That growing consensus could be attributed to the country’s spate of extreme weather.
Eighty-four per cent of Canadians surveyed agreed the “extended heat warnings, drought and wildfires” this year were more cause for alarm than they were five years ago while 77 per cent said it made them more concerned about climate change.
This could also be because more Canadians are being impacted by climate change this year. Sixty-six per cent of Canadians surveyed said they were directly affected by extreme weather this year, and 81 per cent said they felt like their government should provide those who have been directly impacted with more support.
The sentiment was felt highest among respondents in British Columbia, who dealt with record-breaking heat waves and poor air quality throughout much of the summer. The province was followed closely by respondents who live in Quebec and are facing high temperatures and scorching conditions not seen since the year 1916.
“You look out the window, you walk outside, you’re seeing funny sun because you know there’s smoke in the air,” Simpson said. “That creates a sense of urgency.”
The Impact of Climate Change on Atlantic Canada
Those surveyed in Ontario and Alberta were least likely to agree that it was more of a concern that it was five years ago, that it made them more concerned about climate change or that climate change directly impacted them.
“Alberta is always the least likely to to say that climate change is urgent. It’s not that they don’t believe it. It just means that maybe those economic considerations are a little bit more important for for Albertans,” Simpson said.
He added that Ontario was one of the hardest hit provinces throughout the COVID-19 pandemic, which could shift their priorities.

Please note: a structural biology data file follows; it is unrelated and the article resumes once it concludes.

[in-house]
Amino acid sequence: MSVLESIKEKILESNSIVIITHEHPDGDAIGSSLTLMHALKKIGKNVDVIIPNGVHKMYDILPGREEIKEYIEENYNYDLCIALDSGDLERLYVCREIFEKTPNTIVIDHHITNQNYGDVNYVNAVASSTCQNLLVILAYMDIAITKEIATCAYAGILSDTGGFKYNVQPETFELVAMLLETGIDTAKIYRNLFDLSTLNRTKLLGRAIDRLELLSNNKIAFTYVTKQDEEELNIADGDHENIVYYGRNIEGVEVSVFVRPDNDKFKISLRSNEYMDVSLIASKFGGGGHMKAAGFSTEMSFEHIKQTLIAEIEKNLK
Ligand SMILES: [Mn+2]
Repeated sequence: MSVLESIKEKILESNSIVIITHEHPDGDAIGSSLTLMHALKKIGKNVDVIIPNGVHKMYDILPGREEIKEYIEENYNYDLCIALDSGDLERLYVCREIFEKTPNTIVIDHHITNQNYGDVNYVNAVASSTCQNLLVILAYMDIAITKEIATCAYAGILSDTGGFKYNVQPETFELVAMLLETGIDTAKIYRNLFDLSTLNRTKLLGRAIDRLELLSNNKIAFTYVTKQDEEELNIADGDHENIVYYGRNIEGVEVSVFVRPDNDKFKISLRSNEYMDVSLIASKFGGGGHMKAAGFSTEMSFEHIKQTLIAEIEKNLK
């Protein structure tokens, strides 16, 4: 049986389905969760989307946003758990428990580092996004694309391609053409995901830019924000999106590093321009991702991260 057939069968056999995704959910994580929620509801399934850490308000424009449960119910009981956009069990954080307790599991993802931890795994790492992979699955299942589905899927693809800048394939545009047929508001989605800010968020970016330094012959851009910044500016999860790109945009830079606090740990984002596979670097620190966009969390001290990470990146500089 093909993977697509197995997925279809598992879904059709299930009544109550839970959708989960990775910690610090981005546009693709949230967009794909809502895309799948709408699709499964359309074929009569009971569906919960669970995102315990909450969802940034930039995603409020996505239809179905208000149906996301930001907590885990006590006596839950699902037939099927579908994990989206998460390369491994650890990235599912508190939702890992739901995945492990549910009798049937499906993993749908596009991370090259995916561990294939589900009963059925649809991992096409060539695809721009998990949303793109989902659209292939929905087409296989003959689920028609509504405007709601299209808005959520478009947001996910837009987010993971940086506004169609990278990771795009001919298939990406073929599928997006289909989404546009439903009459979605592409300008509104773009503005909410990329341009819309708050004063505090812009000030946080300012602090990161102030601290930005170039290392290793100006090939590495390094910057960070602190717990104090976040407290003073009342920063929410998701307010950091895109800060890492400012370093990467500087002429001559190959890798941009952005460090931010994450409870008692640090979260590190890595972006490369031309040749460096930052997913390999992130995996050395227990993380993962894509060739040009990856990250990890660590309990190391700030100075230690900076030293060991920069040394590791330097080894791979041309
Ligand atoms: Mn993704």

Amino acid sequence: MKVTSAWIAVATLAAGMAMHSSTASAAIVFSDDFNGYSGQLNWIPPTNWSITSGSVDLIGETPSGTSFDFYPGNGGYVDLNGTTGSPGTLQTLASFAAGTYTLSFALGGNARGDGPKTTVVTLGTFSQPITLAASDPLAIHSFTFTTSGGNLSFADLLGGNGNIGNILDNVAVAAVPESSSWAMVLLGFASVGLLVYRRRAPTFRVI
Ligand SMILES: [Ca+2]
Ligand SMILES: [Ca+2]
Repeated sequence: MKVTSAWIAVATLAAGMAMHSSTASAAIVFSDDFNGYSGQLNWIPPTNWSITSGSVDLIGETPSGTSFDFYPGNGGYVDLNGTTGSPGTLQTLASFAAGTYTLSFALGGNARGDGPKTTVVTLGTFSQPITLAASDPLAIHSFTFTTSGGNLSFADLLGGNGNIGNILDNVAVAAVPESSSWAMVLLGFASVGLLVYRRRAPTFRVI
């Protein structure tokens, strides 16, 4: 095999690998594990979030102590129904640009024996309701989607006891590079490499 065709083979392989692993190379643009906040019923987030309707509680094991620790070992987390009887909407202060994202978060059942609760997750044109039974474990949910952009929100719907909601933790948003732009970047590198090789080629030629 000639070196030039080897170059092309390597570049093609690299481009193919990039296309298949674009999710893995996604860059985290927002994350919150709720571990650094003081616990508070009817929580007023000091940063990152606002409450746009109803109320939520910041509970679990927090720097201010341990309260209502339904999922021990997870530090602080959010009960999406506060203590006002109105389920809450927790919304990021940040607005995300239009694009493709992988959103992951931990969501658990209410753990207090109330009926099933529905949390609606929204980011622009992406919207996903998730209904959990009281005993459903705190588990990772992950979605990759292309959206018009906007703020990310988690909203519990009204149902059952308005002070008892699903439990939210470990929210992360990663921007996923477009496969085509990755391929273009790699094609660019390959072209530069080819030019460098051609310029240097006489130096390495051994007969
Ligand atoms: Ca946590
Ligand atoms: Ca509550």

“The economy may be more top of mind for Ontarians than it is elsewhere,” Simpson noted.
He added that the conversation about climate change has shifted since the last election.
Only 27 per cent of Canadians surveyed agreed that climate change activists are “overreacting.” This is down five points from 2019. In contrast, there is a growing number of Canadians who believe that Canada contributes little to the world’s pollution at 34 per cent, up seven points from 2019.
While Canadians have made it clear that climate change needs to be addressed, there is also a growing number that believe it may be too late to reverse its effects.
Forty-nine per cent of Canadians surveyed — up eight points from 2019 — said they believed there was no way to “significantly reduce carbon emissions” within the next ten years, no matter how hard anyone tried.
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According to the poll, 74 per cent of Canadians surveyed agreed that “Canada has an obligation to lead on climate change globally.” This was highest among Bloc Quebecois and Liberal voters, and true for most respondents, regardless of party affiliate — with the exception of those who said they would vote People’s Party of Canada.